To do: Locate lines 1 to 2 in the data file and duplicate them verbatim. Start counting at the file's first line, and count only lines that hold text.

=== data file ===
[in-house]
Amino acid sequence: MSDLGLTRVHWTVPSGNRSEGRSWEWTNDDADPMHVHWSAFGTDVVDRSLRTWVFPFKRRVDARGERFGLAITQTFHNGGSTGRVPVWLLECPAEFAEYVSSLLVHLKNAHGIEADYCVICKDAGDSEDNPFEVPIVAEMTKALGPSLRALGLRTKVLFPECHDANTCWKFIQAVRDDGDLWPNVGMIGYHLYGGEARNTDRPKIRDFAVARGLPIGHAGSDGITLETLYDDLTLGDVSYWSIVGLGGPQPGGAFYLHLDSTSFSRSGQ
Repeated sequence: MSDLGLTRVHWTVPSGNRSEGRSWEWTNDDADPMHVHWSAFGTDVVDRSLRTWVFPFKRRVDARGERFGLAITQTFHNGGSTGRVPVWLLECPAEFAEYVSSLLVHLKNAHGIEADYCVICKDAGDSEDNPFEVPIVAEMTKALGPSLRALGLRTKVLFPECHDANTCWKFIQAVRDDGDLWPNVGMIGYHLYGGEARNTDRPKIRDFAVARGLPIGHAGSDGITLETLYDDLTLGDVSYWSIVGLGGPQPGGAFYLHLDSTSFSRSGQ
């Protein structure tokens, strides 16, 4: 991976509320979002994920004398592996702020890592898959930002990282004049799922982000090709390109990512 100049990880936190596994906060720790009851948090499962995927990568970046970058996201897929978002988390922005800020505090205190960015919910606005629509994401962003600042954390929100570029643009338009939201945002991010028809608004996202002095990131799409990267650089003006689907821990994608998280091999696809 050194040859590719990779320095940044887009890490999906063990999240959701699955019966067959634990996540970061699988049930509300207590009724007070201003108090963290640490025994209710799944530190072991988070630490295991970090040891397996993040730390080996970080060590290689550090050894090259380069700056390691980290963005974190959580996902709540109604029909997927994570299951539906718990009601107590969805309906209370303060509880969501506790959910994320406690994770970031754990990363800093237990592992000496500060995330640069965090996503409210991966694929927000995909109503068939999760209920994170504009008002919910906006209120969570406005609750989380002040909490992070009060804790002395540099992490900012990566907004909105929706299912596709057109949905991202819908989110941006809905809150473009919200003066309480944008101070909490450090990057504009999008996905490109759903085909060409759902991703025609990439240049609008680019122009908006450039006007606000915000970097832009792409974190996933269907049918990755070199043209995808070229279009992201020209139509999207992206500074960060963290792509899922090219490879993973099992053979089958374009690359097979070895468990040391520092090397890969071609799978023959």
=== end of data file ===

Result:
[in-house]
Amino acid sequence: MSDLGLTRVHWTVPSGNRSEGRSWEWTNDDADPMHVHWSAFGTDVVDRSLRTWVFPFKRRVDARGERFGLAITQTFHNGGSTGRVPVWLLECPAEFAEYVSSLLVHLKNAHGIEADYCVICKDAGDSEDNPFEVPIVAEMTKALGPSLRALGLRTKVLFPECHDANTCWKFIQAVRDDGDLWPNVGMIGYHLYGGEARNTDRPKIRDFAVARGLPIGHAGSDGITLETLYDDLTLGDVSYWSIVGLGGPQPGGAFYLHLDSTSFSRSGQ